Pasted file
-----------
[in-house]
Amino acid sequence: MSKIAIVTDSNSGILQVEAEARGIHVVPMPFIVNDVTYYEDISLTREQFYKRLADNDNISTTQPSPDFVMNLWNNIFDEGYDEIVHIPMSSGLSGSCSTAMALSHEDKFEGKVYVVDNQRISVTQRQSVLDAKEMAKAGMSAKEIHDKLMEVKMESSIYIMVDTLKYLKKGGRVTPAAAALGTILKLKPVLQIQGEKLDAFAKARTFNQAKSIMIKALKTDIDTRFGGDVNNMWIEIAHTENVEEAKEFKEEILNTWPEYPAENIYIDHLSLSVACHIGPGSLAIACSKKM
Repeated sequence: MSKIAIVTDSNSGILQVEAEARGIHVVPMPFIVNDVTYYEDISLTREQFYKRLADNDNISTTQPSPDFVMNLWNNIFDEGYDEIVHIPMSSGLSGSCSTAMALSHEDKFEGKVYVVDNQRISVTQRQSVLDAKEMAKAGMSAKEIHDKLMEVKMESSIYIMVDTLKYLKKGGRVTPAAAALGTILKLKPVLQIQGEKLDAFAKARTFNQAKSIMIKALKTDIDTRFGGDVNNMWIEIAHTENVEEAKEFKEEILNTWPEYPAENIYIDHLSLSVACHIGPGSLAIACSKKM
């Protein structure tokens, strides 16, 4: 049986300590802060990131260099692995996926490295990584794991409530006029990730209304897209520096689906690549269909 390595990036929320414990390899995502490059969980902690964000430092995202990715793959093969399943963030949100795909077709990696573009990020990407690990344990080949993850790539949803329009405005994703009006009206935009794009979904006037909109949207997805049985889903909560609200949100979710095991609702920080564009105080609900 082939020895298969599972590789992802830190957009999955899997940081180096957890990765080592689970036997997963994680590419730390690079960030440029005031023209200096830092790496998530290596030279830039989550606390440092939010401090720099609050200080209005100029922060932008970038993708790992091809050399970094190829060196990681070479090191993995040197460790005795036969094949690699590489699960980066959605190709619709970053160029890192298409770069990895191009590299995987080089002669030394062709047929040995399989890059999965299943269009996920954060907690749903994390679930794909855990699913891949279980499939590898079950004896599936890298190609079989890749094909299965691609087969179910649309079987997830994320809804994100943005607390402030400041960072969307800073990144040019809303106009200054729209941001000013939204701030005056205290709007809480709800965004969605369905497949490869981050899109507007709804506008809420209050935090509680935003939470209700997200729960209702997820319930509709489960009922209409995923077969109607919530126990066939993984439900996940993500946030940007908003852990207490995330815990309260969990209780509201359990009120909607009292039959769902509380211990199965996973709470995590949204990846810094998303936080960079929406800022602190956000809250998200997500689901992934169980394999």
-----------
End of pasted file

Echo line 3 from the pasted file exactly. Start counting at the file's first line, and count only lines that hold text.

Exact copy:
Repeated sequence: MSKIAIVTDSNSGILQVEAEARGIHVVPMPFIVNDVTYYEDISLTREQFYKRLADNDNISTTQPSPDFVMNLWNNIFDEGYDEIVHIPMSSGLSGSCSTAMALSHEDKFEGKVYVVDNQRISVTQRQSVLDAKEMAKAGMSAKEIHDKLMEVKMESSIYIMVDTLKYLKKGGRVTPAAAALGTILKLKPVLQIQGEKLDAFAKARTFNQAKSIMIKALKTDIDTRFGGDVNNMWIEIAHTENVEEAKEFKEEILNTWPEYPAENIYIDHLSLSVACHIGPGSLAIACSKKM